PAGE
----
9. Zoltan writes, “Such a computational-run world may at first seem alien, shallow, and devoid of compassion, but the nature of our digital selves will not know that.” “Should Transhumanists Have Children?”, Zoltan Istvan, The Huffington Post, 02/28/2014.
10. “Daniel Dennett Explains Consciousness and Free Will”, Daniel Dennett, Big Think.
11. “Marvin Minsky on Consciousness”, Marvin Minsky, Closer to Truth
12. David Chalmers, Ned Block, and John Searle, for instance, have all made numerous arguments against reductions and denials of consciousness as well as been skeptical of a computational/functional theory of mind that could result in true, or “strong”, artificial intelligence.
13. Accompanying this death of the subject is a curious forfeiture of personal agency. Singulatarians and transhumanists, Istvan being no exception, are commonly quite brazen in their statements that the singularity is incontrovertible in spite of the fact that it can obviously only come about through collective human activity. Some express this with a salivating eagerness, awaiting the realization; others, oddly, express mild to severe reservations about the possibility of catastrophe or genocide, but nonetheless maintain that it is unstoppable. Humanity, it would seem, is a mere passive pawn in the progress of the machine.
14. “The idea is built into my Three Laws of Transhumanism, which form the essence of the book’s philosophy, Teleological Egocentric Functionalism (TEF). Here are the three laws: 1) A transhumanist must safeguard one’s own existence above all else.2) A transhumanist must strive to achieve omnipotence as expediently as possible–so long as one’s actions do not conflict with the First Law. 3) A transhumanist must safeguard value in the universe–so long as one’s actions do not conflict with the First and Second Laws.” “The Three Laws of Transhumanism and Artificial Intelligence”, Zoltan Istvan, Psychology Today, 09/29/2014.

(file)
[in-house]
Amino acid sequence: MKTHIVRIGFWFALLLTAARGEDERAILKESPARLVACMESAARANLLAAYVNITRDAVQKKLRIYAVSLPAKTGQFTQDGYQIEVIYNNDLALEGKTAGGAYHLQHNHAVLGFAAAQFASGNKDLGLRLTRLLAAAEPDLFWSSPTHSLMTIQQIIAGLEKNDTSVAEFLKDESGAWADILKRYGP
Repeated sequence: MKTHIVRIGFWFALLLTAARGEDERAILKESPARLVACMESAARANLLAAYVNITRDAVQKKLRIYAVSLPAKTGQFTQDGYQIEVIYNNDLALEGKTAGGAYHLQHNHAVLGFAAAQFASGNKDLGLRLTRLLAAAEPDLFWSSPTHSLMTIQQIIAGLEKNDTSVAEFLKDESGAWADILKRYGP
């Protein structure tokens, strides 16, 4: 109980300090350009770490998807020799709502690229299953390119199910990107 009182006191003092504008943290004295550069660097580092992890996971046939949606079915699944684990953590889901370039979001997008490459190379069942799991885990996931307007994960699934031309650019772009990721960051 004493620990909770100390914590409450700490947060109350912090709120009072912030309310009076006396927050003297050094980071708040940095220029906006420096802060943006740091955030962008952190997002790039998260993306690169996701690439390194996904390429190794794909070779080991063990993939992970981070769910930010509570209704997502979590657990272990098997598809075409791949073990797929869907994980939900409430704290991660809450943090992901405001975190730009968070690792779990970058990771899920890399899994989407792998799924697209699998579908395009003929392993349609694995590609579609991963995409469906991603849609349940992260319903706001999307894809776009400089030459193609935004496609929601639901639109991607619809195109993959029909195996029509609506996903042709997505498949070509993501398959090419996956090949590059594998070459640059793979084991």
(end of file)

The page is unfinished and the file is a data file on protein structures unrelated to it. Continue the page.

15. “Should Transhumanists Have Children?” Even figurative immortality is preferable to death: “Having a child is also one way to achieve a sort of immortality; if I was to die, at least my genes (and hopefully some of my ideas) would be carried on. As a transhumanist, I don’t consider that an acceptable form of immortality, but I find some consolation in it, anyway.”
16. “Don’t Want to Die? Support a 1 Percent Jethro Knights Life Extension Tax”, Zoltan Istvan, The Huffington Post, 04/08/2014.
17. “Should Transhumanists Have Children?”
18. See John Searle’s Chinese Room thought experiment for one such argument.
19. “The terror referred to in terror management theory (TMT) is that which is brought on by the awareness of the inevitable death of the self. According to TMT, the anxiety caused by mortality is a major motivator behind many human behaviors and cognitions, including self-esteem, ethno/religio-centrism, and even love.” Psychology Today.
20. “Zoltan Istvan – The Transhumanist Wager”, Red Ice Radio, May 21, 2014.
21. In spite of his involvement in liberal environmentalism and wildlife photography, Istvan has stated quite clearly that he considers ecocide a necessary evil for the sake of Transhumanism. “Some Futurists Aren’t Worried About Global Warming or Overpopulation”, Zoltan Istvan, The Huffington Post, 02/18/2014.
22. Wittgenstein, Ludwig, Tractatus Logico-Philosophicus.